Some Baton Rouge neighborhoods are experiencing the pain of long-delayed improvements to the city’s sewer system and roads, city-parish officials and contractors acknowledged Thursday night at the Bluebonnet Regional Branch Library.
But those projects will help rather than hinder the local economy, Mayor-President Kip Holden told more than 50 residents who showed up for information about the massive work now under way, which includes the $1.4 billion Sanitary Sewer Overflow program and $600 million Green Light Plan for road improvements.
“Baton Rouge has come a long way,” Holden said. “But Baton Rouge’s infrastructure is in very bad shape.”
Holden said programs like the Green Light plan should have been initiated many years ago. In addition to risks to human life, Holden added, the collapse of even one bridge “would have a devastating impact on our local economy.”
One closed bridge can cause a minimum of 30-minute delays on alternate routes for people commuting to work, Holden said.
Some homeowners along Staring Lane, however, expressed frustration with the pace of sewer and road improvements in their neighborhood. Some said they fear a loss of their property values because of the project.
William Daniel, City-Parish public works director, said big problems go hand in hand with big projects, but asked for patience.
Staring Lane resident Pete Territo, however, complained that a gas line and water line were placed on his property by mistake. Territo also said, “Eighty percent of my backyard is underwater when it rains. We need to take a look at what is going on.”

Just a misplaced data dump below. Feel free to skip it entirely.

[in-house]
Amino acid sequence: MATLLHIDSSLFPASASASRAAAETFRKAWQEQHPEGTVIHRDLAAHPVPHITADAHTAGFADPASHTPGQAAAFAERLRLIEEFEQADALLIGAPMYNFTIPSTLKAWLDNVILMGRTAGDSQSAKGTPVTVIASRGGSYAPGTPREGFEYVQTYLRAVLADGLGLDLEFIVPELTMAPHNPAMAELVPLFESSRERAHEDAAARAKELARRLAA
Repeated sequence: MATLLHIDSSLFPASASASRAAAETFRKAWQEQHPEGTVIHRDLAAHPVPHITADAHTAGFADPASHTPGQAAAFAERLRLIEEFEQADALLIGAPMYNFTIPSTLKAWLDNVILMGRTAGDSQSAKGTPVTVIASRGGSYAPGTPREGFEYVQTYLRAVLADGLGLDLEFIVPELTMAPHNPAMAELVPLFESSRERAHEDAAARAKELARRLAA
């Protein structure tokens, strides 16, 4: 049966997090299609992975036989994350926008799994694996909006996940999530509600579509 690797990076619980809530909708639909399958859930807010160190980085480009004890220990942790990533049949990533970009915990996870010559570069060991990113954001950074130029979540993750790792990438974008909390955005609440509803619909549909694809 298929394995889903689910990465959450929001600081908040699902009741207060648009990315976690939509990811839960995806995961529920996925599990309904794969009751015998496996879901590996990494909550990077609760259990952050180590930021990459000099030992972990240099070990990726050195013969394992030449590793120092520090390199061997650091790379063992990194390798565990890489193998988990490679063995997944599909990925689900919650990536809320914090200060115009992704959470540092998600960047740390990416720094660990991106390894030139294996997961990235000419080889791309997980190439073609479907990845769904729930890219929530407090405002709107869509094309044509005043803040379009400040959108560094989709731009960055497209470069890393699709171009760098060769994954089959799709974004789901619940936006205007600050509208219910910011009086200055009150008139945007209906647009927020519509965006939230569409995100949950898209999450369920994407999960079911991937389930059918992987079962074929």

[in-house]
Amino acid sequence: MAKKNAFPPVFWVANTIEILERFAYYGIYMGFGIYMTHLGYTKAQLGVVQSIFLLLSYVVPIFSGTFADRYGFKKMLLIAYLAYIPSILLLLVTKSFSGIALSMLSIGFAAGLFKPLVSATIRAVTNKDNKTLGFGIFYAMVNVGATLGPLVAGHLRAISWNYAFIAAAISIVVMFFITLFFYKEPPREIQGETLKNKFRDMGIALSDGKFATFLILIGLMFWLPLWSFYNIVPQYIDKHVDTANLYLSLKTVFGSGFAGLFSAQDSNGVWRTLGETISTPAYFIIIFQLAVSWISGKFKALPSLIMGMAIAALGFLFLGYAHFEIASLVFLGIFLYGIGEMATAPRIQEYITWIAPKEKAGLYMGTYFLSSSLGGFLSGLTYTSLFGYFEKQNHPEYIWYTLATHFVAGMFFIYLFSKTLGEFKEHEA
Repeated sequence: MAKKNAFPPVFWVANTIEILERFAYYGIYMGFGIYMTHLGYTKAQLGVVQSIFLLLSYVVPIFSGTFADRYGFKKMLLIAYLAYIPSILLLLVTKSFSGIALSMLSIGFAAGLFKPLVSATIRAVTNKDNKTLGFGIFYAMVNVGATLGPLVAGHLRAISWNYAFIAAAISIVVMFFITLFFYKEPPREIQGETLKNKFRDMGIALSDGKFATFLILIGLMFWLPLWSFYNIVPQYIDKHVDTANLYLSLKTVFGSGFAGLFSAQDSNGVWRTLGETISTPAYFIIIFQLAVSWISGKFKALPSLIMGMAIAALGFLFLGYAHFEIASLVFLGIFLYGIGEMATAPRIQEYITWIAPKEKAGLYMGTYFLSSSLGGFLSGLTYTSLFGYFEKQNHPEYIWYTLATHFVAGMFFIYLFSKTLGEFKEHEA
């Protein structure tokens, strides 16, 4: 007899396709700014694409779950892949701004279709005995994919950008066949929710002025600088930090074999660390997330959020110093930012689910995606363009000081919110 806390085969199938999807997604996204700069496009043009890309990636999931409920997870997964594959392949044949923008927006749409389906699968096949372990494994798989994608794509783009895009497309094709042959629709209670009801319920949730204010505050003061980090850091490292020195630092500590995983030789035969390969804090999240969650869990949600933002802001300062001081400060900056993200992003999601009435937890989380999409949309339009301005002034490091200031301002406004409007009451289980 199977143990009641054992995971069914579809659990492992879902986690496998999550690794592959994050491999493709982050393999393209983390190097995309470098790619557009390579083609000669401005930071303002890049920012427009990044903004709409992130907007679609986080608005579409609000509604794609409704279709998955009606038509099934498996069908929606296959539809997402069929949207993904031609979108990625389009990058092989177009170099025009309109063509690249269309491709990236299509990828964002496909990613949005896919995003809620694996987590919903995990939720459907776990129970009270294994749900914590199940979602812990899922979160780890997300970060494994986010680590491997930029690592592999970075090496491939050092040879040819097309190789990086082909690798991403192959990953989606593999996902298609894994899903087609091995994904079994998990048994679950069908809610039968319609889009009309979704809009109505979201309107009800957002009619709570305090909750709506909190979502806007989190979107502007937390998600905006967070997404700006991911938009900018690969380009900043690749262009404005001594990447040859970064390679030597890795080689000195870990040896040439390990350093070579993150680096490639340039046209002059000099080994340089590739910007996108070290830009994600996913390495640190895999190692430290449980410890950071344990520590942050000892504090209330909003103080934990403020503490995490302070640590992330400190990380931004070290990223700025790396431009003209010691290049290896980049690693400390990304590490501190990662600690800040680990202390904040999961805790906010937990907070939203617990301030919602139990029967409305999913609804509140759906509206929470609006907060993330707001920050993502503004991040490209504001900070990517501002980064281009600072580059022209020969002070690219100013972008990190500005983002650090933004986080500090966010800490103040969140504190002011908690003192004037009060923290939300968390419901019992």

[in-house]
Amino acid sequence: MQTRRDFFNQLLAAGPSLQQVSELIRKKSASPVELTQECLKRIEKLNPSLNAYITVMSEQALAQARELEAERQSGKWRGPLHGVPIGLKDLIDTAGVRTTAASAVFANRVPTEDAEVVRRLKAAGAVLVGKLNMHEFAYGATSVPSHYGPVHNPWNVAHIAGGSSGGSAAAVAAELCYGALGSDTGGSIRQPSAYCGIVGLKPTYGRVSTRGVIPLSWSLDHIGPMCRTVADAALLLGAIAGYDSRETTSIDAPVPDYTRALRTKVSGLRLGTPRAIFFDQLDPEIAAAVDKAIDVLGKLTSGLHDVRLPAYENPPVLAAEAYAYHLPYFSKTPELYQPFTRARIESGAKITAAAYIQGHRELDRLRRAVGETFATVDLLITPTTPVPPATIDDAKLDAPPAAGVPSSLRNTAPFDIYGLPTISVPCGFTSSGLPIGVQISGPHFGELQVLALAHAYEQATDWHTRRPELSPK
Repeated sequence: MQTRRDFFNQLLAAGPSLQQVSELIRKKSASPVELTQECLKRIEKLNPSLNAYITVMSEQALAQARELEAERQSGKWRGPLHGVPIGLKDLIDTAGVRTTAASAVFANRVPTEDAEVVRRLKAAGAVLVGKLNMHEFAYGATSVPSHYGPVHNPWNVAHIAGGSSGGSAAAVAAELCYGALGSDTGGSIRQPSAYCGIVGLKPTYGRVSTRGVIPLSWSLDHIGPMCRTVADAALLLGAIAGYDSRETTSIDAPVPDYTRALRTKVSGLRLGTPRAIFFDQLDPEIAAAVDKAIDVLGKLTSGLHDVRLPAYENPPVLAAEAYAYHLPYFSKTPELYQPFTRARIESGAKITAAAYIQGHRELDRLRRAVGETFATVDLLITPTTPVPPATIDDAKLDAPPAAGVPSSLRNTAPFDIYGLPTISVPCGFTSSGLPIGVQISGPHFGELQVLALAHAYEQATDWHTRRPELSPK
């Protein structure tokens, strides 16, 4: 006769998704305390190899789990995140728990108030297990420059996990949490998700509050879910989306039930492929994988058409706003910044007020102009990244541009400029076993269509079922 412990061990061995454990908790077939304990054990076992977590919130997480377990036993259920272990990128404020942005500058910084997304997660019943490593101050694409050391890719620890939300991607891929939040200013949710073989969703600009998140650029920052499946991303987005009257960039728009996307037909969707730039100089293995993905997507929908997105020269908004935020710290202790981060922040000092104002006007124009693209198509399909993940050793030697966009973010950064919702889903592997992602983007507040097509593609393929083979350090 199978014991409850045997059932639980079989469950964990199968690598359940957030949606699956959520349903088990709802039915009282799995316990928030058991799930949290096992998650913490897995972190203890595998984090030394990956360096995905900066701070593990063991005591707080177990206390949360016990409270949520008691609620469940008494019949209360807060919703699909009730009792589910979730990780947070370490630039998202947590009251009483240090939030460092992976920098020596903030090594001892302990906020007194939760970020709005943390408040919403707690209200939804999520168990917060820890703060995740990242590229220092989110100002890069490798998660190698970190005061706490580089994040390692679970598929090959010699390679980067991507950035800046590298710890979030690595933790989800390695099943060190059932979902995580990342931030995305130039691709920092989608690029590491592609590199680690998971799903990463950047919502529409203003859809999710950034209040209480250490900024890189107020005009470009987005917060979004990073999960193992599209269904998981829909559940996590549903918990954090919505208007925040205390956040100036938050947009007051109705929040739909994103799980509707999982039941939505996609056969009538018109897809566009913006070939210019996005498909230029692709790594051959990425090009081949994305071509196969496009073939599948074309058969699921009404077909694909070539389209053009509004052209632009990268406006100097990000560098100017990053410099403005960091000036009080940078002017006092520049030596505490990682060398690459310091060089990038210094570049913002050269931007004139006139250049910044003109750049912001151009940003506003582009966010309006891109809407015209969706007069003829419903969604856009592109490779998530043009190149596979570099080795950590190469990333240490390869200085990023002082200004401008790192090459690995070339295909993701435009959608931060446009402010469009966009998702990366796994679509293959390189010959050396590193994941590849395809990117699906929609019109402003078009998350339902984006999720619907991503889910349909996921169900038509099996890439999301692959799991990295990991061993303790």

Territo reported that two other Staring Lane residents have carports that are just inches from the new servitude for expansion of the two-lane artery to four lanes with the addition of a median.
“Somebody needs to quit making excuses,” Territo said.
Daniel replied: “I’ve met with you. I’ve met with the Staring Lane Community Association. I understand your frustration, sir.”
Daniel said he will return for more discussions with Staring Lane residents.
He also released a phone number that he said any East Baton Rouge Parish resident can call to obtain more information about sewer improvements: (225) 588-5678.
By order of the U.S. Environmental Protection Agency, the sewer improvements must be completed by the end of 2014.
“Can we afford this $1.4 billion project?” asked Phillip Lillard, a member of the Baton Rouge Tea Party. Lillard said the city-parish would take on about $1 billion in debt because of the project.
Mark LeBlanc, financial manager for the bond program, said a third of the debt will be retired by a voter-approved sales tax, with the remaining 67 percent covered by user fees.
Debt is necessary to comply with the EPA’s deadline, LeBlanc said, noting that a pay-as-you-go program would mean user fees might be as much as $200 a month.
He said later that the average sewer user fee currently is less than $45 per month.
“This is something we have to do,” LeBlanc told residents. “If you don’t have a sewer system, you can’t grow as a community.”
Holden said the sewer and road improvements eventually will be appreciated.
“We feel very good … when both programs are completed, you’ll have less problems,” Hoolden said.
City-Parish officials plan three more community meetings on the projects. The meetings, all on Mondays, are scheduled for 6 p.m. July 2 at the Martin Luther King Center, 4000 Gus Young Ave.; 6:30 p.m. July 9 at Zachary Library, 1900 Church St. (Hwy. 64); 6 p.m. July 23 at Greenwell Springs Library, 11300 Greenwell Springs Road.